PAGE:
• Protection of children against cyberbullying and sexual abuse.
  • Intermediaries shall remove or disable access within 24 hours of receipt of complaints of contents that expose the private areas of individuals, show such individuals in full or partial nudity or sexual act, or is like impersonation including morphed images, etc.
  • Censorship by developing AI technology: According to the new rules, significant social media intermediaries are required to develop technology in a way that they have automated tools and mechanisms to identify information that shows or depicts any form of an act of child abuse or conduct.

Negative effects of the rules:

  • Under the new rules, each intermediary will notify users to refrain from illegal activities or they will face termination of their accounts at least once each year. This will lead to a host of web services unnecessarily sending users periodic emails.
  • The period for retention of data for investigative purposes is 180 days. This will cost the intermediaries extra, to preserve data for a longer time.
  • The compulsion to have 3 officers who are residents of India in the redressal team may cause an issue for multi-national companies.
  • End of end-to-end encryption: In the new rules, Significant social media intermediaries must enable tracing of the originator of information on their platform. The rules in detail specify that order may only be passed for serious offences, but some categories are open-ended. The rules clarify that intermediaries may not have to disclose contents of the electronic message and details of the originator or other users but with Information technology Decryption Rules there may arise a problem as these rules have power to demand the contents of the messages.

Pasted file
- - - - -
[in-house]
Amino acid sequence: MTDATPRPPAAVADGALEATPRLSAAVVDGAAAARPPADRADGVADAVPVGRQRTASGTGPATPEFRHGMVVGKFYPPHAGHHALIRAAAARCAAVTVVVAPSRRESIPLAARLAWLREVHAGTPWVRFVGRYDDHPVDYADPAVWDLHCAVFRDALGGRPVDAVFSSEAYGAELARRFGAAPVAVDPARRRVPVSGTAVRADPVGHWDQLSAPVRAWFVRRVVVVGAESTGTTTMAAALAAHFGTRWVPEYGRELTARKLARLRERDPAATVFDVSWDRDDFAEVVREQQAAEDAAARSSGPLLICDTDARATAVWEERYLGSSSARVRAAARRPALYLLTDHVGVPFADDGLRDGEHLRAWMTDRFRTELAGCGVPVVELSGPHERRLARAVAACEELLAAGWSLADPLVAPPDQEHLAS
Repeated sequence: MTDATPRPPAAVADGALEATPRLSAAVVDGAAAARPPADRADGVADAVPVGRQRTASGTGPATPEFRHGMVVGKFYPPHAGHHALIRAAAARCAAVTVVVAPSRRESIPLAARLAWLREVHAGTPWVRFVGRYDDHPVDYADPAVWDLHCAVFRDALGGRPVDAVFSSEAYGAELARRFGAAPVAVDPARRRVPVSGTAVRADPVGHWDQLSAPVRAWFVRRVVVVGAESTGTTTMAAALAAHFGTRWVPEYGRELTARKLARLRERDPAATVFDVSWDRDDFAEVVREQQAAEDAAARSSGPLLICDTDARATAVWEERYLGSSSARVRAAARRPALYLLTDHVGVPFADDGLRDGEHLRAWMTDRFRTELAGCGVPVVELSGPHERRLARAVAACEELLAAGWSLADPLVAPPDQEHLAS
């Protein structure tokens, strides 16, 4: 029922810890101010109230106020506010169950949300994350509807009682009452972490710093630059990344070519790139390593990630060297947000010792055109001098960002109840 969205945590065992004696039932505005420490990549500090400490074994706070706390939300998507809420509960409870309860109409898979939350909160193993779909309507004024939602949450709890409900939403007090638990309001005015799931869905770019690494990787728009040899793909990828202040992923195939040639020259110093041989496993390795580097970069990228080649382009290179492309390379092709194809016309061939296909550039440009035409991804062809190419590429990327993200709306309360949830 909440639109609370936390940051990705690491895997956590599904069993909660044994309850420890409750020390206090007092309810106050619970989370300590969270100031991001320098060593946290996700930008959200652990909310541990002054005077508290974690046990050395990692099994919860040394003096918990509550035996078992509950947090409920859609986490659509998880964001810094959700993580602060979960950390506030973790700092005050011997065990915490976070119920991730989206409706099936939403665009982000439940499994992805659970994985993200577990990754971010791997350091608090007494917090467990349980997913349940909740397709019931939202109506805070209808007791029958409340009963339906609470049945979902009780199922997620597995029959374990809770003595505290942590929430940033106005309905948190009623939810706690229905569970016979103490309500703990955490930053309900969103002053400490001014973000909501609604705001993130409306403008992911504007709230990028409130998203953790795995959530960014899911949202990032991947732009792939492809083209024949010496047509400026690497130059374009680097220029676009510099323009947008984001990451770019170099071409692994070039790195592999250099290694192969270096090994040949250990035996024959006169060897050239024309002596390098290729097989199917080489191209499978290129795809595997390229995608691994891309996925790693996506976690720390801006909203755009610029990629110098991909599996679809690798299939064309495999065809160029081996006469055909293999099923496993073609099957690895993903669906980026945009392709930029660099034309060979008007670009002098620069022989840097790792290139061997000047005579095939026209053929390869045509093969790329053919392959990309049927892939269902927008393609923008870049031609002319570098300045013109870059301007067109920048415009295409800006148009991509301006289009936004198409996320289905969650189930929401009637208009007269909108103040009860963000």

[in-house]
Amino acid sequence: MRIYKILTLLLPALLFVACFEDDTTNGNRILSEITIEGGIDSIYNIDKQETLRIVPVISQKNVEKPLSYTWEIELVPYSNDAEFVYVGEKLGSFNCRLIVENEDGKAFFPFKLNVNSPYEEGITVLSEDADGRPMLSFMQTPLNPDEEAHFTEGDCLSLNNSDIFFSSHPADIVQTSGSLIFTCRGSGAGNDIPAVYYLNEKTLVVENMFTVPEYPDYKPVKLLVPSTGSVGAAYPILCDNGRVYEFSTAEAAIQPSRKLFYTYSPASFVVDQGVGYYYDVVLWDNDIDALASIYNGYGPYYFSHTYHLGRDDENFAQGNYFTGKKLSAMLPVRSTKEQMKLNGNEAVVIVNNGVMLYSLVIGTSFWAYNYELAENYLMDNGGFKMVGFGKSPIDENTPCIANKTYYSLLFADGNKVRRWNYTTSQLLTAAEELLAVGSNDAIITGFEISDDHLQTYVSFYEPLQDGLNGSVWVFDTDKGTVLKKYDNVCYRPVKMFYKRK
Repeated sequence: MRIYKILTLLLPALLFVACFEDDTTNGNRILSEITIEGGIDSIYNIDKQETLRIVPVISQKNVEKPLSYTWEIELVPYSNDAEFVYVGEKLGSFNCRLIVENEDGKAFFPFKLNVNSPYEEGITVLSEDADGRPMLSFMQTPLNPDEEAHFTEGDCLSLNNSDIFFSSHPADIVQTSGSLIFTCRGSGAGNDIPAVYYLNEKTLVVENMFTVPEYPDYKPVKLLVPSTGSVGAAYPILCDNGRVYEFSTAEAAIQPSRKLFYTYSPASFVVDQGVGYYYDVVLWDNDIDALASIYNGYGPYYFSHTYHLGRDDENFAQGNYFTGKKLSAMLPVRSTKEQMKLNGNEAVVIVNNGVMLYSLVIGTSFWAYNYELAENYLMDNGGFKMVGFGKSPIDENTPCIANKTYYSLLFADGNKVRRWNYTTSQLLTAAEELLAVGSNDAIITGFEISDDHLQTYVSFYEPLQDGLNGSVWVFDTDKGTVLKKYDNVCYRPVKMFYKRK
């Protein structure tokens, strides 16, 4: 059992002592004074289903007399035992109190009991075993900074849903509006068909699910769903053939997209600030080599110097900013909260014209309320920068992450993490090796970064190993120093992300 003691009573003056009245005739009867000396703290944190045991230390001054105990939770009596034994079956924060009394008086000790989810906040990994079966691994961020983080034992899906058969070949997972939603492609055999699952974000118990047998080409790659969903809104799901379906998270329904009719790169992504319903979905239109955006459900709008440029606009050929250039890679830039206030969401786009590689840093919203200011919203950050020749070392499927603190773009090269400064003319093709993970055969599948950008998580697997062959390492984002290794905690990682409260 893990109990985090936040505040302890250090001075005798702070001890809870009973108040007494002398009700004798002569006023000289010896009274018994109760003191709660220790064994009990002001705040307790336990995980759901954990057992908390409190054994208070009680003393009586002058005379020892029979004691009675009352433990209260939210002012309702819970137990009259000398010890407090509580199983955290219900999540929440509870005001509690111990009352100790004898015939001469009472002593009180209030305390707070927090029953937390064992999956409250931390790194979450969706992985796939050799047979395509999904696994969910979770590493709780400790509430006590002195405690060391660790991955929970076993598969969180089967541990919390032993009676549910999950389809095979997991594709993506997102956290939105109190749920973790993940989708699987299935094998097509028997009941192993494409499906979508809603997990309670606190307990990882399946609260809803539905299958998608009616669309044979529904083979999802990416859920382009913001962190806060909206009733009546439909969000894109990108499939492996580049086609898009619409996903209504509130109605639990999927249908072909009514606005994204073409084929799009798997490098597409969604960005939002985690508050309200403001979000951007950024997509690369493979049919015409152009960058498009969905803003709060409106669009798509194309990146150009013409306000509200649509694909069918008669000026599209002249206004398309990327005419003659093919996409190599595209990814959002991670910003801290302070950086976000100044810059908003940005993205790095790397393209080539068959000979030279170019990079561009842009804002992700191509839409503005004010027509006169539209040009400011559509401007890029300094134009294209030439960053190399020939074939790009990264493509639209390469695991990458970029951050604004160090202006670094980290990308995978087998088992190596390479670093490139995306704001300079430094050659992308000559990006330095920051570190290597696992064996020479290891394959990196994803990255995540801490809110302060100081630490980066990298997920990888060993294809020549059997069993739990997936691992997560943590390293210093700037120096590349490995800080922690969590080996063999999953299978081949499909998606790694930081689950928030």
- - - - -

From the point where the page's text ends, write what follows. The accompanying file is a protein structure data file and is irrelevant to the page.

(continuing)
• This puts the privacy of users in jeopardy.

“These rules will harm end-to-end encryption, substantially increase surveillance, promote automated filtering and prompt a fragmentation of the Internet that would harm users while failing to empower Indians,” Udbhav Tiwari, Public Policy Advisor at Mozilla, said in a blog post.

  • AI automation censorship may get misused. This will also create a hindrance to freedom of speech and freedom of expression. Creativity will become subject to restrictions.
  • Penalty provisions: The intermediaries are provided with immunity so that they are not held liable for what their users do. According to The Intermediaries Rules, 2021 the penalty for the intermediaries will be a loss of immunity and a level of severity of consequences, including potential criminal prosecution under provisions of the IT Act and the Indian Penal Code.

The Supreme court has ordered the government to look into these rules and make them stricter. According to Supreme court, these rules seem more like guidelines. The court has asked the government to have more stringent and clear rules, as many rules seem incomplete. For instance, the punishments are not mentioned properly with clear instructions or monetary penalties for non-compliance with rules.

The experts are still on the fence about the new rules. There are two sides to every coin, with the positives there comes the negatives. But the positives must outweigh the negatives. The negatives should in no way threaten the basic fundamental rights of the citizens of India. The new developments in the law must be in the favour of protecting the citizens and their rights but not at the cost of endangering their other rights. The Act is in its developing stage and there is still scope for improvement. The authorities should reconsider and clear out the ambiguity before the Act has an irreversible impact on the constitutional rights of the citizens.

Content Credits:
Mrunal Nawathe

Editor Credits:
Riha Parikh

Graphics Credit :
Anushka Bhogle

3 thoughts on “New Media Rules: Boon or Bane?”